Here’s four things about natural wines to start you thinking

I spoke to That Crazy French Woman  Master of Wine Isabelle Legeron before I visited the RAW wine fair –  her brainchild.

Isabelle told me about wine additives (read here) – but she shared more facts to make you think a little bit about natural wines:

Isabelle Legeron, and the RAW wine fair  team Credit Tom Moggach
Isabelle Legeron, and the RAW wine fair team Credit Tom Moggach

Think About It

If a wine label says grapes are organically grown, it doesn’t necessarily mean grapes are treated organically once they’re picked.

Isabelle: In 2012 the EU now has declared what is an organic wine, but the legislation is so lax.

Says Isabelle … It’s really meant for the big wineries to be able to call themselves organic but you can still add loads of sulphites, yeasts and dozens of additives.

The term organic wine really protects you in terms of the production of the grapes, but it doesn’t really mean much in terms of how the wine is made once it enters the winery.

Think About It

Biodynamic wine covers the entire  production of wine … from the farming to the winery. It is stricter than organic in terms of what winemakers can use.  It is based on a series of beliefs outlined by philosopher Rudolf Steiner in the 1920s.

Isabelle: Biodynamic winemakers  use the moon’s influence over a body of water.

Says Isabelle … The tide is influenced by the moon. The vines, the grapes, are mostly water, so the moon will have the same influence on the water inside the vines. It’s the same in a glass of wine.

Everything around you, even your body is being influenced by where the moon is.  So it’s just about using this knowledge to your best advantage.

Here’s a  simple example with a barrel of wine. When the moon is in a certain position the deposits are all tight and quiet and nothing is happening. If the moon is in a different position the sediments might all be floating because of gravity. So you would only want to bottle really when everything is settling down quietly, so you don’t have all this stuff floating around.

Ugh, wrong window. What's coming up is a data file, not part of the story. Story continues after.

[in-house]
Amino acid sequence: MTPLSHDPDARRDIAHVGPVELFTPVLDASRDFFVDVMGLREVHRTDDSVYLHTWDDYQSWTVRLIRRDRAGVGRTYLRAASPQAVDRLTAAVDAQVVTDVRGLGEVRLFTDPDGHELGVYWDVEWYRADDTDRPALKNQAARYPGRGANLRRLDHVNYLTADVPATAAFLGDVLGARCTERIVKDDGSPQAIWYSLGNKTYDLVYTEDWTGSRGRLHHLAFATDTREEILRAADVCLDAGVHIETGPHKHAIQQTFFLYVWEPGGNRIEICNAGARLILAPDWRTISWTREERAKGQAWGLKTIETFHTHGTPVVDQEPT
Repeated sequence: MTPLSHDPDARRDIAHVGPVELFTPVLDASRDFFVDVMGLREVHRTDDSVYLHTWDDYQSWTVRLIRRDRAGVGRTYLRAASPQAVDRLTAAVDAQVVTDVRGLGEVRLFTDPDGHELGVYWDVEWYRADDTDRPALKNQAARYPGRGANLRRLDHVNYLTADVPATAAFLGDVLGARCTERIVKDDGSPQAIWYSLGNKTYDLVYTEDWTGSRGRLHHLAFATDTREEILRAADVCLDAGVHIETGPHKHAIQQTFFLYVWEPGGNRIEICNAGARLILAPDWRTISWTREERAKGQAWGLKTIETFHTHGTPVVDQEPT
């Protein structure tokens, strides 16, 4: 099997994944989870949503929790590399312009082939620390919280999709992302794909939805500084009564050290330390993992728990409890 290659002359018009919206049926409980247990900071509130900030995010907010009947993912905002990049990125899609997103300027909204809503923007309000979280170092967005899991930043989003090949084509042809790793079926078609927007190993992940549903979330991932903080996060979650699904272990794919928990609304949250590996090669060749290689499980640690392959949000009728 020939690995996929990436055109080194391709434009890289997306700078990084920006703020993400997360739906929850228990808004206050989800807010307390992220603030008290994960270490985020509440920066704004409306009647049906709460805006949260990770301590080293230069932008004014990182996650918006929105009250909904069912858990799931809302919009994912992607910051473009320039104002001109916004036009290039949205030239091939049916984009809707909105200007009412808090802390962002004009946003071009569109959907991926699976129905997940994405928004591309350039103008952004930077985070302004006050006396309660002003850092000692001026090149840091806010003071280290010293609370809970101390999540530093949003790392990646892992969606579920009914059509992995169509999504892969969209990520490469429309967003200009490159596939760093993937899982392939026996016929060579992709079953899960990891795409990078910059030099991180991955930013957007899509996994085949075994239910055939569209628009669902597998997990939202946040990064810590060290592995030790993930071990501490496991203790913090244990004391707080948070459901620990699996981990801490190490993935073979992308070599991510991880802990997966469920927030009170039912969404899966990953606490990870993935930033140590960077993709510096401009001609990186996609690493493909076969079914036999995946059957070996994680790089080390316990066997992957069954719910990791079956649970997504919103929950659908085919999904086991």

Biodynamics is also abut spraying with tea preparations; it’s about promoting the life in the soil; it’s about trying to be more sustainable; having your own cows for manure and so on.

Think About It

Do sulphites in wines give people headaches?

Isabelle: Much of this is anecdotal. There is research that shows that wine with elevated levels of sulphites means that you don’t digest the alcohol so well, it stays in your body for longer, it imbibes your body more.

Says Isabelle … Loads of people have come to me and said “I can’t drink wine” then they have tried to drink completely sulphite free wine and natural wine and actually they find they can drink it.

They’re not getting their symptoms; most complain about skin rashes so when they drink loads of sulphites they get red patches and perhaps palputations.

Think About It

We can’t keep on farming like this.

Isabelle: It’s one of the things which keeps me going. We have to do something  and stop having so many casualties.

Says Isabelle … The countryside in France and Italy is full of people who have got really sick from working in the vineyards. It’s a quite toxic industry. There’s loads of pollution … and there are even pesticide residues in your bottle.

There’s been lots of studies on it where random bottles have been selected from supermarkets and checked.

Pesticides are in the grapes, so of course it will be in the wine.

A final word

Isabelle: We need to get people to drink a bit less but maybe spend a bit more per bottle, its really worth it. I only ever drink natural wine; I only ever work with natural wine.
I won’t even taste anything else.

Wine Press: International Wine Challenge success for UK supermarkets